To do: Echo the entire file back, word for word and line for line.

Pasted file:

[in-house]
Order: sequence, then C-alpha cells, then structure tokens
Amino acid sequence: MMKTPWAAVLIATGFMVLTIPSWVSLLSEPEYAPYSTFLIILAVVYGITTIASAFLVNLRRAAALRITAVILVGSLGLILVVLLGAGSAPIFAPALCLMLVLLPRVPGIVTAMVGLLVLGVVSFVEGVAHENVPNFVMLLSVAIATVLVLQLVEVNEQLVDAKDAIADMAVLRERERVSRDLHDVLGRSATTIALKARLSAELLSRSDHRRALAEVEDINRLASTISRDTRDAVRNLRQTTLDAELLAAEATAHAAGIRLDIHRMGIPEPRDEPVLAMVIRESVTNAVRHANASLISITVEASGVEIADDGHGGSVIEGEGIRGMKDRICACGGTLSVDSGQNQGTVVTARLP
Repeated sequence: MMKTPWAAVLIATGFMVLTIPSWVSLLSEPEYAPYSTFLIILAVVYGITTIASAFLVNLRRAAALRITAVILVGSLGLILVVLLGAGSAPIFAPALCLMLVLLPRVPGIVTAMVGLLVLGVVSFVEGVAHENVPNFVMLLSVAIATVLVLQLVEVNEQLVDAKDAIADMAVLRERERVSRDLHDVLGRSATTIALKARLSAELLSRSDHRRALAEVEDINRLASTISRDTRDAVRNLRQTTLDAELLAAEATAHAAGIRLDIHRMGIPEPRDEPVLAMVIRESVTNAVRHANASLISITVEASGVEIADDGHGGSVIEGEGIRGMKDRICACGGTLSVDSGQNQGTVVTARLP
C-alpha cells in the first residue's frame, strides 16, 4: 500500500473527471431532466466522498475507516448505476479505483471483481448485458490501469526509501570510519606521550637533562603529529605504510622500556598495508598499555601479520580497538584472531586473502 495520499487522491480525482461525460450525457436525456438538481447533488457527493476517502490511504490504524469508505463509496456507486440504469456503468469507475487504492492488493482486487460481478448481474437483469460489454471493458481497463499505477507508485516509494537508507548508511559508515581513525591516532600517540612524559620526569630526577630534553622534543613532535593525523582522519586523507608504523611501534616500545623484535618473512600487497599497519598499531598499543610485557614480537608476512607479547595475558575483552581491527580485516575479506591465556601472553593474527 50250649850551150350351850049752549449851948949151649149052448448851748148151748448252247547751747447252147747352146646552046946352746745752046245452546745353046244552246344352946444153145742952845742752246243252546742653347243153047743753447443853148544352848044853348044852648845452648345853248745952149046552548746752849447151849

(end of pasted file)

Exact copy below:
[in-house]
Order: sequence, then C-alpha cells, then structure tokens
Amino acid sequence: MMKTPWAAVLIATGFMVLTIPSWVSLLSEPEYAPYSTFLIILAVVYGITTIASAFLVNLRRAAALRITAVILVGSLGLILVVLLGAGSAPIFAPALCLMLVLLPRVPGIVTAMVGLLVLGVVSFVEGVAHENVPNFVMLLSVAIATVLVLQLVEVNEQLVDAKDAIADMAVLRERERVSRDLHDVLGRSATTIALKARLSAELLSRSDHRRALAEVEDINRLASTISRDTRDAVRNLRQTTLDAELLAAEATAHAAGIRLDIHRMGIPEPRDEPVLAMVIRESVTNAVRHANASLISITVEASGVEIADDGHGGSVIEGEGIRGMKDRICACGGTLSVDSGQNQGTVVTARLP
Repeated sequence: MMKTPWAAVLIATGFMVLTIPSWVSLLSEPEYAPYSTFLIILAVVYGITTIASAFLVNLRRAAALRITAVILVGSLGLILVVLLGAGSAPIFAPALCLMLVLLPRVPGIVTAMVGLLVLGVVSFVEGVAHENVPNFVMLLSVAIATVLVLQLVEVNEQLVDAKDAIADMAVLRERERVSRDLHDVLGRSATTIALKARLSAELLSRSDHRRALAEVEDINRLASTISRDTRDAVRNLRQTTLDAELLAAEATAHAAGIRLDIHRMGIPEPRDEPVLAMVIRESVTNAVRHANASLISITVEASGVEIADDGHGGSVIEGEGIRGMKDRICACGGTLSVDSGQNQGTVVTARLP
C-alpha cells in the first residue's frame, strides 16, 4: 500500500473527471431532466466522498475507516448505476479505483471483481448485458490501469526509501570510519606521550637533562603529529605504510622500556598495508598499555601479520580497538584472531586473502 495520499487522491480525482461525460450525457436525456438538481447533488457527493476517502490511504490504524469508505463509496456507486440504469456503468469507475487504492492488493482486487460481478448481474437483469460489454471493458481497463499505477507508485516509494537508507548508511559508515581513525591516532600517540612524559620526569630526577630534553622534543613532535593525523582522519586523507608504523611501534616500545623484535618473512600487497599497519598499531598499543610485557614480537608476512607479547595475558575483552581491527580485516575479506591465556601472553593474527 50250649850551150350351850049752549449851948949151649149052448448851748148151748448252247547751747447252147747352146646552046946352746745752046245452546745353046244552246344352946444153145742952845742752246243252546742653347243153047743753447443853148544352848044853348044852648845452648345853248745952149046552548746752849447151849